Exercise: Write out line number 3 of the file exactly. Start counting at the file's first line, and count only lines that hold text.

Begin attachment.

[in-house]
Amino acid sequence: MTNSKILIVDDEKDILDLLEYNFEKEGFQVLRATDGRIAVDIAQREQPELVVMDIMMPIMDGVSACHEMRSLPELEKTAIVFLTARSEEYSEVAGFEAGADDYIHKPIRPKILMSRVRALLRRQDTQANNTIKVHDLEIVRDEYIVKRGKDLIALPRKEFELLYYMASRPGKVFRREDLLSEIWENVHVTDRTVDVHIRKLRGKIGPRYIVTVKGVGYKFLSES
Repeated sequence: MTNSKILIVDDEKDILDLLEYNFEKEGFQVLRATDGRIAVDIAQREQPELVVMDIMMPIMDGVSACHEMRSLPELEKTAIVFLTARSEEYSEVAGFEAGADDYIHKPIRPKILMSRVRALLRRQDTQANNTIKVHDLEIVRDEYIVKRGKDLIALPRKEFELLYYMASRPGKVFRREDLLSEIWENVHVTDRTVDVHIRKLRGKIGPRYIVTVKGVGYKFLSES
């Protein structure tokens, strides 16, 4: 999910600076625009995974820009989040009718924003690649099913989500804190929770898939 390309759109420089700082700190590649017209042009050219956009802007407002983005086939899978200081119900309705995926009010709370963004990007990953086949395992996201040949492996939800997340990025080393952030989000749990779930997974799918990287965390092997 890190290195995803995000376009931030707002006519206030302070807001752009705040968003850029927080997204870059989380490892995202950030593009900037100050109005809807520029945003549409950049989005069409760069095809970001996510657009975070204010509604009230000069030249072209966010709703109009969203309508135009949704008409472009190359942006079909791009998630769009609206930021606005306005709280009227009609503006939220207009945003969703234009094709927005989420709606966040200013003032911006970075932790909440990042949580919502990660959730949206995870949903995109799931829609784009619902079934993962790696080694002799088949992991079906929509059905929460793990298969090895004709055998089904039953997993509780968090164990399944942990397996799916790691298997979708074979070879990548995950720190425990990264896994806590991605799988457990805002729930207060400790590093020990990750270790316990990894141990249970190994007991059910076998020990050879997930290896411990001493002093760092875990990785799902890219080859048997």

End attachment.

Repeated sequence: MTNSKILIVDDEKDILDLLEYNFEKEGFQVLRATDGRIAVDIAQREQPELVVMDIMMPIMDGVSACHEMRSLPELEKTAIVFLTARSEEYSEVAGFEAGADDYIHKPIRPKILMSRVRALLRRQDTQANNTIKVHDLEIVRDEYIVKRGKDLIALPRKEFELLYYMASRPGKVFRREDLLSEIWENVHVTDRTVDVHIRKLRGKIGPRYIVTVKGVGYKFLSES